Friday, December 5, 2014

Chris Carani on Functionality - A Sensible Solution

Design patent all-star Chris Carani recently published a comprehensive review of the functionality issue in design patent law.  The article, titled Design Patent Functionality: A Sensible Solution, has been published in the ABA Section of Intellectual Property Law's periodical, Landslide, and argues for a balanced approach to the functionality issue that honors the statutory requirement for "ornamental" designs under Section 171 of the Patent Act.  You can read the full article here.  With Mr. Carani's blessing, we've highlighted some of the key points, below.

Mr. Carani explains how the functionality doctrine has been expanded in recent years, in part due to a relatively straightforward Federal Circuit decision in 1998 holding that design patents protect designs and do not provide protection for general concepts.  See Lee v. Dayton-Hudson (1998).  We have echoed this same caution here on this blog several times.  The article argues that the modern perspective on functionality has sprung out of a misapplication of this fundamental truth about design patents, but that the functionality doctrine ought to be confined to a inquiry about subject matter eligibility, and should not expand into a piece-by-piece dissection of design patent claims. 

Mr. Carani uses a charming graphic to illustrate his point:

Some courts have interpreted the functionality doctrine to require that any functional elements within the claim be "filtered out" of the claim as part of claim construction or jury instructions.  In the example above, a court might arguably "construe" the key in Example B as having no claim regarding the design of the actual key mechanism.  In other words, the court might construe Example B to be identical to Example A, based on functionality.  However, the statute suggests that the functionality doctrine may be more akin to a subject matter eligibility test, asking whether the claimed design, as a whole, is ornamental or dictated solely by the function of the article.  For example, the design claimed in Example C is arguably dictated by the function of the key (i.e. fitting a lock).  See See Best Lock Corp. v. Ilco Unican Corp., 40 USPQ2d 1048 (Fed. Cir. 1996).  As such, the claim of Example C, as a whole, may be dictated by function and therefore ineligible for design patent protection, whereas Example B, as a whole, is likely eligible.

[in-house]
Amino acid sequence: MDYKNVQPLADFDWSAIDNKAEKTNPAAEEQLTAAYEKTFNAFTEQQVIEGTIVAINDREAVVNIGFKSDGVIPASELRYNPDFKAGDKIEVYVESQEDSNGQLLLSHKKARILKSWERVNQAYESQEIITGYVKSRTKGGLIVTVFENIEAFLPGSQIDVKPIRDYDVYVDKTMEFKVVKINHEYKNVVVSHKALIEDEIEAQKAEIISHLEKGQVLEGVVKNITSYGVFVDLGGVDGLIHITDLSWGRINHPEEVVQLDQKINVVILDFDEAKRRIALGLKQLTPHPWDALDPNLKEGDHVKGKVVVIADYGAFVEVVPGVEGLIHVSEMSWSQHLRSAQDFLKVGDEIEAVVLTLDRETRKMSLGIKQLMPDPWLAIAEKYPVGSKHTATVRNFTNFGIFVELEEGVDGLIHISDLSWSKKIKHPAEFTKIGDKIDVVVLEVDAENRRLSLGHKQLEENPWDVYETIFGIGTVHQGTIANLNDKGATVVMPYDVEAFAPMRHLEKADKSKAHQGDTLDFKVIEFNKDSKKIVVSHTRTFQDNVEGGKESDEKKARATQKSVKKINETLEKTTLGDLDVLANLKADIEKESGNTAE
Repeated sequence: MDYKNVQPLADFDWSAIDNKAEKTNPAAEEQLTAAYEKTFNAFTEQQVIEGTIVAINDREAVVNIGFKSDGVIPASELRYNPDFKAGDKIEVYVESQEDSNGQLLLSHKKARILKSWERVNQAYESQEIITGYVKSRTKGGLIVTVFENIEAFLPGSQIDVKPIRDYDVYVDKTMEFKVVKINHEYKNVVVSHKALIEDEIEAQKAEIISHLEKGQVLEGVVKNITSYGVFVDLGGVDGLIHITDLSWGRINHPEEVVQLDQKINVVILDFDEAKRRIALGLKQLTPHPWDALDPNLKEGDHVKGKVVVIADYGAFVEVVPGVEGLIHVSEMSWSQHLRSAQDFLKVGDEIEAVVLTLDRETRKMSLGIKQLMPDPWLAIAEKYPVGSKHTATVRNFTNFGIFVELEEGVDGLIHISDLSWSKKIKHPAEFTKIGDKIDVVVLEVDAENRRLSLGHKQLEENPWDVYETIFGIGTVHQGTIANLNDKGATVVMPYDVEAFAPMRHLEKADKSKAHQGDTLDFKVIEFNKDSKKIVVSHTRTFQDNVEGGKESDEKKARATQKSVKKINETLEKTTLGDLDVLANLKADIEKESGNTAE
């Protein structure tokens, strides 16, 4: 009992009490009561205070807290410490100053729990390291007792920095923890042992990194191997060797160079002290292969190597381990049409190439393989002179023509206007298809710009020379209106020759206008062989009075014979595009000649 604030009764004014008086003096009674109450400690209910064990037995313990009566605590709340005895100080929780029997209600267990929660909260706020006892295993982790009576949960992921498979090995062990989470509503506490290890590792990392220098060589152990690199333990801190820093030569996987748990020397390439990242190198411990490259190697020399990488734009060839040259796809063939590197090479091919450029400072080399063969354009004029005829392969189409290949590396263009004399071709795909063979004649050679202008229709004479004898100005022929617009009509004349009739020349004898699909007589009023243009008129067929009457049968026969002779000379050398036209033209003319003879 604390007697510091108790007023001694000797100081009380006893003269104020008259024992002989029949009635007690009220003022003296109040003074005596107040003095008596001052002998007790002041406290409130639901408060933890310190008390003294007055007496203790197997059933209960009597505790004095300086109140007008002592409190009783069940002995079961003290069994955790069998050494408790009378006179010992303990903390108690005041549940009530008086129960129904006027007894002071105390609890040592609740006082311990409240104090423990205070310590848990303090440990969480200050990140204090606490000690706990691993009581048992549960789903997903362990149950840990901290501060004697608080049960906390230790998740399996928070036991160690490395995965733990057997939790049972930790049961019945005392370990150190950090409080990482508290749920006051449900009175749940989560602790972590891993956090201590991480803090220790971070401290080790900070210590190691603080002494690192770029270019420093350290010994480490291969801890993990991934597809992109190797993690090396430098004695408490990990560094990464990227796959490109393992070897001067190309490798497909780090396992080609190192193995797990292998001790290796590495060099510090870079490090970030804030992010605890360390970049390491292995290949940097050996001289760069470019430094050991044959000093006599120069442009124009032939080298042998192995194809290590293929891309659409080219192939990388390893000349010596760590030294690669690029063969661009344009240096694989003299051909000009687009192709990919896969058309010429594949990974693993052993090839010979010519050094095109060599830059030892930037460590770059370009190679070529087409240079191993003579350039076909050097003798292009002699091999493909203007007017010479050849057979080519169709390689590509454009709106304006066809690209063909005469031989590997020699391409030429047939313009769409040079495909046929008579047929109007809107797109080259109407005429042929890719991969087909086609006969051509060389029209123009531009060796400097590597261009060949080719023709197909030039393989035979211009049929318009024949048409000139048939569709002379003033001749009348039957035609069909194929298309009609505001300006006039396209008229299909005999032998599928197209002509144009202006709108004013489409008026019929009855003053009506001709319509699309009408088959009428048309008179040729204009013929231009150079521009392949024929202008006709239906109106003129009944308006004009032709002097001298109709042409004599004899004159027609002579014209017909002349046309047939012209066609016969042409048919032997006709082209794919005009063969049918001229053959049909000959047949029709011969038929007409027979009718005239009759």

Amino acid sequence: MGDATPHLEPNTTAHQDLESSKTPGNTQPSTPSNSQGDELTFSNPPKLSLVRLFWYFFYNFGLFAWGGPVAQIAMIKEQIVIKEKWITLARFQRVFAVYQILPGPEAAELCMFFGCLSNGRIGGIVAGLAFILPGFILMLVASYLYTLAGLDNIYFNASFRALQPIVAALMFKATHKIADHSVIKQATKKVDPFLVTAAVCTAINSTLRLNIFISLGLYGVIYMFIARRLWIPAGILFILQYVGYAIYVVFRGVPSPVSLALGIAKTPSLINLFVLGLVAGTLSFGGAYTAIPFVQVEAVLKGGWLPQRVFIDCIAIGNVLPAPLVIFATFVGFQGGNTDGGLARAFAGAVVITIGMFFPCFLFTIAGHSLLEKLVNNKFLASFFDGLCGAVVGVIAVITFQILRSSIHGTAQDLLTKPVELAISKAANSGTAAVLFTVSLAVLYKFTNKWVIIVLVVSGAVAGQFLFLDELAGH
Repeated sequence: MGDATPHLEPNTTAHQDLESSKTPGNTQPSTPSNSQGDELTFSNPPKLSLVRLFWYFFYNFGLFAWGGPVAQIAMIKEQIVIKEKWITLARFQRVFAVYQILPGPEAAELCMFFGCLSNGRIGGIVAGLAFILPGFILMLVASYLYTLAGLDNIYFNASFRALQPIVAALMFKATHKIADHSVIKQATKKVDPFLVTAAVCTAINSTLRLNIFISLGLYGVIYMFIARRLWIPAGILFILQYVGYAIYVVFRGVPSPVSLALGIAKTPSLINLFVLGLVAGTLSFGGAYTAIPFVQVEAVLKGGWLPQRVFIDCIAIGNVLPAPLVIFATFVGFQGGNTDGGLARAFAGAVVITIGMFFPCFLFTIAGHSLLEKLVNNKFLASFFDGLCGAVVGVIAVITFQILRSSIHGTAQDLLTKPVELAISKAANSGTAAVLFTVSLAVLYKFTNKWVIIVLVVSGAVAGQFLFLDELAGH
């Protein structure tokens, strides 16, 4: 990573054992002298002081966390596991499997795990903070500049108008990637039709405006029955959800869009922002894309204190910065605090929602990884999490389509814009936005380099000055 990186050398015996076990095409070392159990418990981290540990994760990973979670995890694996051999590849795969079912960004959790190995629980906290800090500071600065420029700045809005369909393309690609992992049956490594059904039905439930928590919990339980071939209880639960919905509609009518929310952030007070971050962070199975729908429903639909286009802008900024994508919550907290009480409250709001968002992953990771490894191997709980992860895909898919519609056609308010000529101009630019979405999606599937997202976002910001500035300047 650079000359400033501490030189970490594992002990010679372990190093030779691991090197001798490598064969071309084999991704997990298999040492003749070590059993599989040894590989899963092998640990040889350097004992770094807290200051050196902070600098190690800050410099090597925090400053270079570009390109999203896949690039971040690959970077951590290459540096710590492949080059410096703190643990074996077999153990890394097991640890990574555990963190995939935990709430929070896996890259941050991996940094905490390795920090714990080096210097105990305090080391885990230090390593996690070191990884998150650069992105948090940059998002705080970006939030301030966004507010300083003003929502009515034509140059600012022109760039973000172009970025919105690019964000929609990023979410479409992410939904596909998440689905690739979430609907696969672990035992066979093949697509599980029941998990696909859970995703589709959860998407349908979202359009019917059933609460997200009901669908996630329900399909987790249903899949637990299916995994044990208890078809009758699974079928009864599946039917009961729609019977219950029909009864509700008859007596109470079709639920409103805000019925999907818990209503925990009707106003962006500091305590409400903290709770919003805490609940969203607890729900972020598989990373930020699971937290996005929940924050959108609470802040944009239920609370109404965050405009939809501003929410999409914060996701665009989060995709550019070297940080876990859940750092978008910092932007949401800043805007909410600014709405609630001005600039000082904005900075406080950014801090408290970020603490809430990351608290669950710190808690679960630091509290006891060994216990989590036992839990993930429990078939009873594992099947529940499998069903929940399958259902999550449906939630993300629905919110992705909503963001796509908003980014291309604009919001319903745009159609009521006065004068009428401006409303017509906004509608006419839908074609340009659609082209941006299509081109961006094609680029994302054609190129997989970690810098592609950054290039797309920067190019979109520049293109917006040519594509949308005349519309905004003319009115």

Mr. Carani argues in favor applying functionality as suggested by the statute and resisting the urge to "filter out" functional limitations within a design patent claim.  The PTAB may be signaling its agreement with this suggested approach in its recent IPR decisions, as we have previously noted

Mr. Carani has offered a comprehensive examination of the historical underpinnings of the functionality doctrine and its proper role within modern design patent jurisprudence.  His article is particularly timely as some courts have begun to suggest that there may be some linkage between the functionality doctrine in design patent law and in trademark law, which are distinct doctrines serving different public policy goals. 

Chris Carani will be leading a discussion on the topic of functionality during the next ABA Design Committee conference call on December 16

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